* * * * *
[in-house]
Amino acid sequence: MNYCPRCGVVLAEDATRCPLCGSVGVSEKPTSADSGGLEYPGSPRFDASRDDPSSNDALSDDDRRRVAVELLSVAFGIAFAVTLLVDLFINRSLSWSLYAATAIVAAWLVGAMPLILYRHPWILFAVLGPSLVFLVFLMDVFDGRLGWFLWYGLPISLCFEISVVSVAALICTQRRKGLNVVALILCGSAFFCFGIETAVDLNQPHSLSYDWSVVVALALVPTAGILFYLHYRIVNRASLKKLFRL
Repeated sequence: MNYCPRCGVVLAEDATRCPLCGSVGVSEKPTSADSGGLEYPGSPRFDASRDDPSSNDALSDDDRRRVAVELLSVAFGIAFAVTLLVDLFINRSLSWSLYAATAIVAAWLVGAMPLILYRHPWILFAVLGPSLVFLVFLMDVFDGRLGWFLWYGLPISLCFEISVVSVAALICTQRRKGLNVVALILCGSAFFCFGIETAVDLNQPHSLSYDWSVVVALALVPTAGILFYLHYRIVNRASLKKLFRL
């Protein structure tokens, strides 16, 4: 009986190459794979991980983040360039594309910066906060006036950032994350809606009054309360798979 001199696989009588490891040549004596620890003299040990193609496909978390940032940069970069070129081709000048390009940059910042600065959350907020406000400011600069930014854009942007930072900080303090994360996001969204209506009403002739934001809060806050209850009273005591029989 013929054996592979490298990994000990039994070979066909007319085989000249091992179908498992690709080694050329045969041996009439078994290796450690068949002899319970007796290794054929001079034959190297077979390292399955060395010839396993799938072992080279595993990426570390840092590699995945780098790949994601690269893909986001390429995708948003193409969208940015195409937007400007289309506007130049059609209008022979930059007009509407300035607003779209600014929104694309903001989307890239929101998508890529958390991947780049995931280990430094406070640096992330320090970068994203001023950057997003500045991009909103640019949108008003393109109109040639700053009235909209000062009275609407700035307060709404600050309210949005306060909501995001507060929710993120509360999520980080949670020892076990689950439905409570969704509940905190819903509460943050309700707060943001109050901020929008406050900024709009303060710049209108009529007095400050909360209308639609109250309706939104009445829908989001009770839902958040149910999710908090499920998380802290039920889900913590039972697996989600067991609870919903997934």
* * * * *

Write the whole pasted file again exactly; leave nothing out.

[in-house]
Amino acid sequence: MNYCPRCGVVLAEDATRCPLCGSVGVSEKPTSADSGGLEYPGSPRFDASRDDPSSNDALSDDDRRRVAVELLSVAFGIAFAVTLLVDLFINRSLSWSLYAATAIVAAWLVGAMPLILYRHPWILFAVLGPSLVFLVFLMDVFDGRLGWFLWYGLPISLCFEISVVSVAALICTQRRKGLNVVALILCGSAFFCFGIETAVDLNQPHSLSYDWSVVVALALVPTAGILFYLHYRIVNRASLKKLFRL
Repeated sequence: MNYCPRCGVVLAEDATRCPLCGSVGVSEKPTSADSGGLEYPGSPRFDASRDDPSSNDALSDDDRRRVAVELLSVAFGIAFAVTLLVDLFINRSLSWSLYAATAIVAAWLVGAMPLILYRHPWILFAVLGPSLVFLVFLMDVFDGRLGWFLWYGLPISLCFEISVVSVAALICTQRRKGLNVVALILCGSAFFCFGIETAVDLNQPHSLSYDWSVVVALALVPTAGILFYLHYRIVNRASLKKLFRL
């Protein structure tokens, strides 16, 4: 009986190459794979991980983040360039594309910066906060006036950032994350809606009054309360798979 001199696989009588490891040549004596620890003299040990193609496909978390940032940069970069070129081709000048390009940059910042600065959350907020406000400011600069930014854009942007930072900080303090994360996001969204209506009403002739934001809060806050209850009273005591029989 013929054996592979490298990994000990039994070979066909007319085989000249091992179908498992690709080694050329045969041996009439078994290796450690068949002899319970007796290794054929001079034959190297077979390292399955060395010839396993799938072992080279595993990426570390840092590699995945780098790949994601690269893909986001390429995708948003193409969208940015195409937007400007289309506007130049059609209008022979930059007009509407300035607003779209600014929104694309903001989307890239929101998508890529958390991947780049995931280990430094406070640096992330320090970068994203001023950057997003500045991009909103640019949108008003393109109109040639700053009235909209000062009275609407700035307060709404600050309210949005306060909501995001507060929710993120509360999520980080949670020892076990689950439905409570969704509940905190819903509460943050309700707060943001109050901020929008406050900024709009303060710049209108009529007095400050909360209308639609109250309706939104009445829908989001009770839902958040149910999710908090499920998380802290039920889900913590039972697996989600067991609870919903997934």